What brought this whole episode back into the news was an effort by three professors at the University of Kansas to do an empirical analysis that measured the rates of return, or return on investment, for lobbying expenditures. To put it more bluntly, does lobbying money spent, pay off for the spenders? Coincidence of coincidences; the lobbying effort used as the basis for the study was the American Jobs Creation Act highlighted here in Viewpointe in 2005.

The results of the study were published this past April, and concluded that as a result of the huge amounts of campaign contributions provided by the lobbyists to key legislators, for every one dollar spent, the multi-national corporations involved earned $220. While that number is astounding, the magnitude of the dollar amounts involved is even more so. It was estimated that of the 834 corporations that participated in the repatriation of overseas profits, 93 actually engaged in lobbying for the tax rate reduction. These companies spent over $282 million on lobbying expenditures. What did they get in return? $62.5 billion in tax savings. That’s a 220:1 return on investment, or 22,000%. There’s an old truism: “Advertising pays. Obviously, lobbying pays more.” Imagine if you can, the almost incomprehensible expenditure of close to $300 million being spent on the lobbying of just one piece of legislation. Wouldn’t you think that the magnitude of this incident would have generated some front page headlines?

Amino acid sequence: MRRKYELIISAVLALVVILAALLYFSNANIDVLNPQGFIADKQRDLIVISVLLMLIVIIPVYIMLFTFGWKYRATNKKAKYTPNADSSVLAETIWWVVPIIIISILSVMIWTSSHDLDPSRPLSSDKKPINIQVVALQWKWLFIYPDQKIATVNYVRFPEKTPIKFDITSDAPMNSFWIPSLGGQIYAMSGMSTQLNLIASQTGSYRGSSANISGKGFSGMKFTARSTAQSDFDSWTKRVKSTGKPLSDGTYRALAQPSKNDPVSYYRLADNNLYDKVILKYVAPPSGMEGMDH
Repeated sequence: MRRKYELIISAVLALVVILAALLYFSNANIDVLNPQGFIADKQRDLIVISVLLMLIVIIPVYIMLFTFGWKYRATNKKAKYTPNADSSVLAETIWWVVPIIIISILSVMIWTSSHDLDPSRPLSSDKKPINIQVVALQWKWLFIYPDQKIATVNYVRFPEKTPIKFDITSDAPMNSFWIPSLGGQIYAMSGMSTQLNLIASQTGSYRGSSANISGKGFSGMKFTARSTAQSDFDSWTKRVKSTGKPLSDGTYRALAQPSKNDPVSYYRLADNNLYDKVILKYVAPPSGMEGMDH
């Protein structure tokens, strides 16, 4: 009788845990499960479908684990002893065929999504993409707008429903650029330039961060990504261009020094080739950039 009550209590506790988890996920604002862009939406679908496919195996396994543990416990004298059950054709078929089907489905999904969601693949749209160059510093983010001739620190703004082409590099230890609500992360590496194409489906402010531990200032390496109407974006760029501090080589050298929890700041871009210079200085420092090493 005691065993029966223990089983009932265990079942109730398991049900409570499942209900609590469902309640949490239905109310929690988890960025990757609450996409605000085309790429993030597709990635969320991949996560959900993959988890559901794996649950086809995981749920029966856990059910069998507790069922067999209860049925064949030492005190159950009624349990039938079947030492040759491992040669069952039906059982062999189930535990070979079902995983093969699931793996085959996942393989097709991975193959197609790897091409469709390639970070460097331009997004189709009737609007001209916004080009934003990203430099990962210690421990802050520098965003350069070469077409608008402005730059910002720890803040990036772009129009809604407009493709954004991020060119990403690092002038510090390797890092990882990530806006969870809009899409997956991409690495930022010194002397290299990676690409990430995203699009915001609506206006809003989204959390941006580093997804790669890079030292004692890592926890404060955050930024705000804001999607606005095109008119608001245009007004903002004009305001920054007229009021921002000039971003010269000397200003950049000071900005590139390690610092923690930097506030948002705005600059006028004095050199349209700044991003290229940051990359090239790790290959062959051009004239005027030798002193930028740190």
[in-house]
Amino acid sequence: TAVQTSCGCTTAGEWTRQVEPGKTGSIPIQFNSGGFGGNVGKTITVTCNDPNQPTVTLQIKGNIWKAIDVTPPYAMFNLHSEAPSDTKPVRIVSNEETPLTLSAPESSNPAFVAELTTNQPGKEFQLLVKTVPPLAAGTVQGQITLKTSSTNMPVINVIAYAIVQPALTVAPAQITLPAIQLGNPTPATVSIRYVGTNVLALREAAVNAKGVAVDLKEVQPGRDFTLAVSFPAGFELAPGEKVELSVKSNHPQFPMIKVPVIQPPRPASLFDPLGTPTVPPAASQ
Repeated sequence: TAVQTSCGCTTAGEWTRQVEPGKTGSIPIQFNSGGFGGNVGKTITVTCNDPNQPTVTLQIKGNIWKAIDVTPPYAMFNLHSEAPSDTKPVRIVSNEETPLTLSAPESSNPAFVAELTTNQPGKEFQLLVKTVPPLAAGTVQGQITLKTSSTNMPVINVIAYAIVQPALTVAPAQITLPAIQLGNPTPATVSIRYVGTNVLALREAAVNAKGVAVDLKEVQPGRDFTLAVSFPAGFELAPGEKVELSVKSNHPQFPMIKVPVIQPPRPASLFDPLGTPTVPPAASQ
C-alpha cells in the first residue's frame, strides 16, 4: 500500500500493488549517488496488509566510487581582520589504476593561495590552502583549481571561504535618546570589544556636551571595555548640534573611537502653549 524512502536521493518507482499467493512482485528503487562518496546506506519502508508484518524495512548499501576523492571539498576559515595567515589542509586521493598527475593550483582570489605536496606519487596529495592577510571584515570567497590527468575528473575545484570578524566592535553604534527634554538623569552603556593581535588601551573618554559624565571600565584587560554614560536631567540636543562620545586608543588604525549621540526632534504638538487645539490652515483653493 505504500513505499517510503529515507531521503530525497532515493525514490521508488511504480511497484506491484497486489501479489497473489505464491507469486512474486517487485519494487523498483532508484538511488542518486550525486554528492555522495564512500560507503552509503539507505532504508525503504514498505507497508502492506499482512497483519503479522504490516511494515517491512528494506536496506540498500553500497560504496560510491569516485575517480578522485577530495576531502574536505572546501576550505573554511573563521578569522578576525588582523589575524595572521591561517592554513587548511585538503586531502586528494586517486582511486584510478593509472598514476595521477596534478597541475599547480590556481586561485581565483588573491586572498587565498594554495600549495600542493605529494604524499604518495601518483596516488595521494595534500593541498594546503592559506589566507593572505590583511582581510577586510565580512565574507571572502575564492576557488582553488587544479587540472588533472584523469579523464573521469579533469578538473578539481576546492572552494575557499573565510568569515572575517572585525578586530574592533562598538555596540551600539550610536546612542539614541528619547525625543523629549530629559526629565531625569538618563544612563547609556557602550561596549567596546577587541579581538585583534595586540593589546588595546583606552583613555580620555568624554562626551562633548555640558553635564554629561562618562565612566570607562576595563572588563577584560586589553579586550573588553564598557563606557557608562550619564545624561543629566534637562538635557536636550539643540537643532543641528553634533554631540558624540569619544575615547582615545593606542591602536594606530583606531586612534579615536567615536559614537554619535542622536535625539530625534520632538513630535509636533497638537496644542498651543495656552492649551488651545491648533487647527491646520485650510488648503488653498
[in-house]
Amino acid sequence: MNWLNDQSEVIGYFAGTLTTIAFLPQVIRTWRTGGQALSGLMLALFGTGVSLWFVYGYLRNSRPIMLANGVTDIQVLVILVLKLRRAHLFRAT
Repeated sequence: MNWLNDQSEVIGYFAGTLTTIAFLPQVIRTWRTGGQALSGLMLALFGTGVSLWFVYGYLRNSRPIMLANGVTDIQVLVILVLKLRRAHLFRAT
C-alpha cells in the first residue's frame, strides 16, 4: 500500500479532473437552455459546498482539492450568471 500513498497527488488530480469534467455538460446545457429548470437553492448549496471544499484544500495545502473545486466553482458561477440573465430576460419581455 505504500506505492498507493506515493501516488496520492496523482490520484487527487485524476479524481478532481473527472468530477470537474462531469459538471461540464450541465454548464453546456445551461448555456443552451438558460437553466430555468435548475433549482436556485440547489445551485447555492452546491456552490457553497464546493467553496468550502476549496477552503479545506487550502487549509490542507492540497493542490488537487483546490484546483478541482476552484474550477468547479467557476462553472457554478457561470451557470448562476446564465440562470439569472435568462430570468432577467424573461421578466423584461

But there’s much more to this scandalous episode. Remember the name of this bill: The American Job Creation act. The rationale promoted by the vested lobbing interests was that the increased profits generated by the lower tax rate would be invested by the corporations in creating a huge number of new jobs for Americans in this country. While critics argued that the bill would benefit multinational corporations to the detriment of domestic firms, how could a patriotic legislator resist the type of hype (and huge campaign contributions doled out by the multitudinous lobbying groups?